Unmodified opinion on group financial statements. This circumstance involves a situation in which two or more CPA firms are involved in the audit of components of group financial statements (e.g., the component auditors may audit one subsidiary of an organization structured as a parent company with five subsidiaries). When the audit firm that does the remainder of the audit does not wish to take responsibility for the work of the component auditors, the audit report is modified to divide responsibility between the CPA firms. This situation is unique in that the report alterations do not involve inclusion of an emphasis-of-matter or an other-matter paragraph. Modified Opinions Page 666 Qualified opinion. A qualified opinion states that the financial statements are presented fairly in conformity with generally accepted accounting principles “except for” the effects of some matter. Qualified opinions are issued when the financial statements are materially misstated (“a departure from GAAP”) or when the auditors are unable to obtain sufficient appropriate audit evidence on which to base the opinion (“a scope limitation”). In both cases, the likely effects, while material , are not considered pervasive . All significant reasons for the issuance of a qualified opinion should be set forth in a basis for modification paragraph (expanatory paragraph under PCAOB standards) that precedes the opinion paragraph.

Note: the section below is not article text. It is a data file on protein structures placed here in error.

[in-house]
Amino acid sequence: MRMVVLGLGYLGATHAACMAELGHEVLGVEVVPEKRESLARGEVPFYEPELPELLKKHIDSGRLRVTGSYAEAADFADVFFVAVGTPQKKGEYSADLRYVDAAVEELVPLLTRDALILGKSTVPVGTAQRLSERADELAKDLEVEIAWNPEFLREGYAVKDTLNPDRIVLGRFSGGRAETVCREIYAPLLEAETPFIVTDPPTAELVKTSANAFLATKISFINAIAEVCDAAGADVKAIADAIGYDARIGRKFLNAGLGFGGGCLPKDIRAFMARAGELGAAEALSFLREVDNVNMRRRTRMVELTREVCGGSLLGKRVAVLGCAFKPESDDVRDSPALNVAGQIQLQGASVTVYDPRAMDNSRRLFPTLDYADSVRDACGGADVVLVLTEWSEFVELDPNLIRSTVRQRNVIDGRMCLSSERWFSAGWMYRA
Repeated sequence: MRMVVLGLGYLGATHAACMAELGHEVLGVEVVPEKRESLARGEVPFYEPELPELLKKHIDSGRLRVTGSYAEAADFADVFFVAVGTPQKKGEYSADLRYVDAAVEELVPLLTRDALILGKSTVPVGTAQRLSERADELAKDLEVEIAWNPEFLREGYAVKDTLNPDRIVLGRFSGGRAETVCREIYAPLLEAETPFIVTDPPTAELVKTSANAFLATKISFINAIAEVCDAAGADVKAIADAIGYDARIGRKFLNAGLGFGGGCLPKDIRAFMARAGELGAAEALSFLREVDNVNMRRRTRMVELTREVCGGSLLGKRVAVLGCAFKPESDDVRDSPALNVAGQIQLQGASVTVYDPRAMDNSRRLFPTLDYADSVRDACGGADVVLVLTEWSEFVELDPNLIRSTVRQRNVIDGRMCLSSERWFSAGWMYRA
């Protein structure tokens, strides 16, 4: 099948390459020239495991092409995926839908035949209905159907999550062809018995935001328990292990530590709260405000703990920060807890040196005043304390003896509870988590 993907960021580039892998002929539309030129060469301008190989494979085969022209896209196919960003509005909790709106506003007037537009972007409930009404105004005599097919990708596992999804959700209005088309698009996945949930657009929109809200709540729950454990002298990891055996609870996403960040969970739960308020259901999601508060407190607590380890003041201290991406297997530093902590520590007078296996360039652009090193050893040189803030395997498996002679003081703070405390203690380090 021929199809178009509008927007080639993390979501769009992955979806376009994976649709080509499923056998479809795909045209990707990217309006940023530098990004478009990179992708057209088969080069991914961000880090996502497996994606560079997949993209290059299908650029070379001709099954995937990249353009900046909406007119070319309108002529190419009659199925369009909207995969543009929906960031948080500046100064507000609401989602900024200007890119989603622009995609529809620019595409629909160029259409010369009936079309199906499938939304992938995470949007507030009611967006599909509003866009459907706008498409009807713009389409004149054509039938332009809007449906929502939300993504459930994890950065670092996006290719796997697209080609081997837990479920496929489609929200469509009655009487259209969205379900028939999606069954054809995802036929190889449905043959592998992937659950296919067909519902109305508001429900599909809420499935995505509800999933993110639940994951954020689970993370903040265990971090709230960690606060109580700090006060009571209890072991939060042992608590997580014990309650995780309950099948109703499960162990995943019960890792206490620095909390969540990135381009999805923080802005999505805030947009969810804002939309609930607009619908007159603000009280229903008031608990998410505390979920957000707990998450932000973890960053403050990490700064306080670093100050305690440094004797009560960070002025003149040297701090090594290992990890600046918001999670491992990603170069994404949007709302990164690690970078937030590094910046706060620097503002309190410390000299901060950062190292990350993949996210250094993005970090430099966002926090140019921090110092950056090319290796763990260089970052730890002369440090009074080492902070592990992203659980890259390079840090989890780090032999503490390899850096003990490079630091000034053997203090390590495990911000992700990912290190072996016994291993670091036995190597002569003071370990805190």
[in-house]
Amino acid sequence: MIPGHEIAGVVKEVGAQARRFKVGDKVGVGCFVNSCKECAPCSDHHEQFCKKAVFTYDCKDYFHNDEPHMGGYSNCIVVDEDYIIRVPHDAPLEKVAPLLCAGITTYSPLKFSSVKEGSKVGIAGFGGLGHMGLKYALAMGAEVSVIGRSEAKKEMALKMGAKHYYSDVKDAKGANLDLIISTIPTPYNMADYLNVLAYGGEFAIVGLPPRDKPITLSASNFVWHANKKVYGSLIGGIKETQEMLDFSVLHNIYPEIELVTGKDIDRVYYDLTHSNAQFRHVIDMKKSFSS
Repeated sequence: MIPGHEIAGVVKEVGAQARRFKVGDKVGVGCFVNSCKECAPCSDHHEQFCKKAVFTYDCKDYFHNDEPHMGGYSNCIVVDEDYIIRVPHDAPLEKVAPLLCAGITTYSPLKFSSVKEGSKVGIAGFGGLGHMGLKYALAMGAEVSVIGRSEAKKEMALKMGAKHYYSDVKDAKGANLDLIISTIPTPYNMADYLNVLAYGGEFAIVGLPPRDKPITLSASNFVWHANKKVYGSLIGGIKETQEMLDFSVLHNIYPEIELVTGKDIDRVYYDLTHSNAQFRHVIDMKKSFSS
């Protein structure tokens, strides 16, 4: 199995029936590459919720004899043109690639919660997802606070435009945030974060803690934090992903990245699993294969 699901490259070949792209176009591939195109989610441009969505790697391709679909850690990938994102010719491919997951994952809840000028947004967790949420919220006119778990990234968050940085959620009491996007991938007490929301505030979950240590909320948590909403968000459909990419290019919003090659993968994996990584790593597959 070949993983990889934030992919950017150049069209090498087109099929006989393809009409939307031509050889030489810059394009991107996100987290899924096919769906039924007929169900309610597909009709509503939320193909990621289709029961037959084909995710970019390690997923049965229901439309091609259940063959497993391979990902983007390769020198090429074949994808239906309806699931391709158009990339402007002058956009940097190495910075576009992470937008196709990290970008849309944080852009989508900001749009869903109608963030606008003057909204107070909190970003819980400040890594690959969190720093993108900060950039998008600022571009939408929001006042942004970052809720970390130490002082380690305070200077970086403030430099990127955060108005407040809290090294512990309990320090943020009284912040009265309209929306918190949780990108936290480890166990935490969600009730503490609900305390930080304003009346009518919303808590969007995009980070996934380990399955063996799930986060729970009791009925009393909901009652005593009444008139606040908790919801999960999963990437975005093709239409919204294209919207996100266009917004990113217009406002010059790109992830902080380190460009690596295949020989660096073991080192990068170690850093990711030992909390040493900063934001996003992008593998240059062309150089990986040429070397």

conformity with generally accepted accounting principles. Auditors issue an adverse opinion when the deficiencies in the financial statements are both material and pervasive. All significant reasons for the issuance of an adverse opinion should be set forth in a basis for modification paragraph that precedes the opinion paragraph. Disclaimer of opinion. A disclaimer of opinion most frequently is the result of a scope limitation that creates a situation in which the auditors are unable to obtain sufficient appropriate audit evidence on which to base the opinion, and they conclude that the possible effects on the financial statements of undetected misstatements, if any, could be both material and pervasive. A disclaimer is not an opinion; it simply states that the auditors do not express an opinion on the financial statements. All significant reasons for the issuance of a disclaimer of opinion should be set forth in a basis for modification paragraph that precedes the opinion paragraph. As we discuss later in this chapter, disclaimers may also result from substantial doubt about a client's ability to continue as a going concern or multiple uncertainties relating to the financial statements. We structure our discussion of audit reports around the two basic types of opinions just outlined—unmodified and modified opinions. Since several circumstances may result in either an unmodified or a modified opinion (e.g., substantial doubt about going-concern status and uncertainties), we emphasize those circumstances that are encountered most frequently.
- Fall '13
- Auditor's report, component auditors